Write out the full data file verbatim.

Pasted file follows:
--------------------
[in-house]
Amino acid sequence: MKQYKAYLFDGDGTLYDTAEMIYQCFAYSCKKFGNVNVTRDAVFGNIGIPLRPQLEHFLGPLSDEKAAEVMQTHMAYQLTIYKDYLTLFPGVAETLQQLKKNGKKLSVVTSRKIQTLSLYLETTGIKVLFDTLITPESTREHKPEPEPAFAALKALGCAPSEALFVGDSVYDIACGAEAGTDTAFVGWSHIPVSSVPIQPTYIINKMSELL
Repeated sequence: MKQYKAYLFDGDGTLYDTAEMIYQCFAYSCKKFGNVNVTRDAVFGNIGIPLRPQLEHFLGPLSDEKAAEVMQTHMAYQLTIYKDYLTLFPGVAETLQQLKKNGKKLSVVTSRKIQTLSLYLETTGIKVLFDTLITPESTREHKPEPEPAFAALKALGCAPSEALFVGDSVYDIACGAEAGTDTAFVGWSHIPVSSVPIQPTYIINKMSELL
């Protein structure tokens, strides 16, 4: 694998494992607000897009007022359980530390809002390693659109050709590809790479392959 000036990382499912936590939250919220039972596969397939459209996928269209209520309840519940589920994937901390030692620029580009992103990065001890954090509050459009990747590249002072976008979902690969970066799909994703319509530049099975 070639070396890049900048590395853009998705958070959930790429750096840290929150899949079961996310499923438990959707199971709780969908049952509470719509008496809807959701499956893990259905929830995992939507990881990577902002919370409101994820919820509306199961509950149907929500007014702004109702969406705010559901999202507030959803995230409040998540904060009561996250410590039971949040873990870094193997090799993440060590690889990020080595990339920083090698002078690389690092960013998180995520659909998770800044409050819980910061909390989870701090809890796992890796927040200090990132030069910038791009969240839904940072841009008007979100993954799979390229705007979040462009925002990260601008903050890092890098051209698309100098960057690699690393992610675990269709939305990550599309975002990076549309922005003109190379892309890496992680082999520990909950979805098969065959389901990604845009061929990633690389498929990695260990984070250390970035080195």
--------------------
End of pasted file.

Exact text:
[in-house]
Amino acid sequence: MKQYKAYLFDGDGTLYDTAEMIYQCFAYSCKKFGNVNVTRDAVFGNIGIPLRPQLEHFLGPLSDEKAAEVMQTHMAYQLTIYKDYLTLFPGVAETLQQLKKNGKKLSVVTSRKIQTLSLYLETTGIKVLFDTLITPESTREHKPEPEPAFAALKALGCAPSEALFVGDSVYDIACGAEAGTDTAFVGWSHIPVSSVPIQPTYIINKMSELL
Repeated sequence: MKQYKAYLFDGDGTLYDTAEMIYQCFAYSCKKFGNVNVTRDAVFGNIGIPLRPQLEHFLGPLSDEKAAEVMQTHMAYQLTIYKDYLTLFPGVAETLQQLKKNGKKLSVVTSRKIQTLSLYLETTGIKVLFDTLITPESTREHKPEPEPAFAALKALGCAPSEALFVGDSVYDIACGAEAGTDTAFVGWSHIPVSSVPIQPTYIINKMSELL
């Protein structure tokens, strides 16, 4: 694998494992607000897009007022359980530390809002390693659109050709590809790479392959 000036990382499912936590939250919220039972596969397939459209996928269209209520309840519940589920994937901390030692620029580009992103990065001890954090509050459009990747590249002072976008979902690969970066799909994703319509530049099975 070639070396890049900048590395853009998705958070959930790429750096840290929150899949079961996310499923438990959707199971709780969908049952509470719509008496809807959701499956893990259905929830995992939507990881990577902002919370409101994820919820509306199961509950149907929500007014702004109702969406705010559901999202507030959803995230409040998540904060009561996250410590039971949040873990870094193997090799993440060590690889990020080595990339920083090698002078690389690092960013998180995520659909998770800044409050819980910061909390989870701090809890796992890796927040200090990132030069910038791009969240839904940072841009008007979100993954799979390229705007979040462009925002990260601008903050890092890098051209698309100098960057690699690393992610675990269709939305990550599309975002990076549309922005003109190379892309890496992680082999520990909950979805098969065959389901990604845009061929990633690389498929990695260990984070250390970035080195």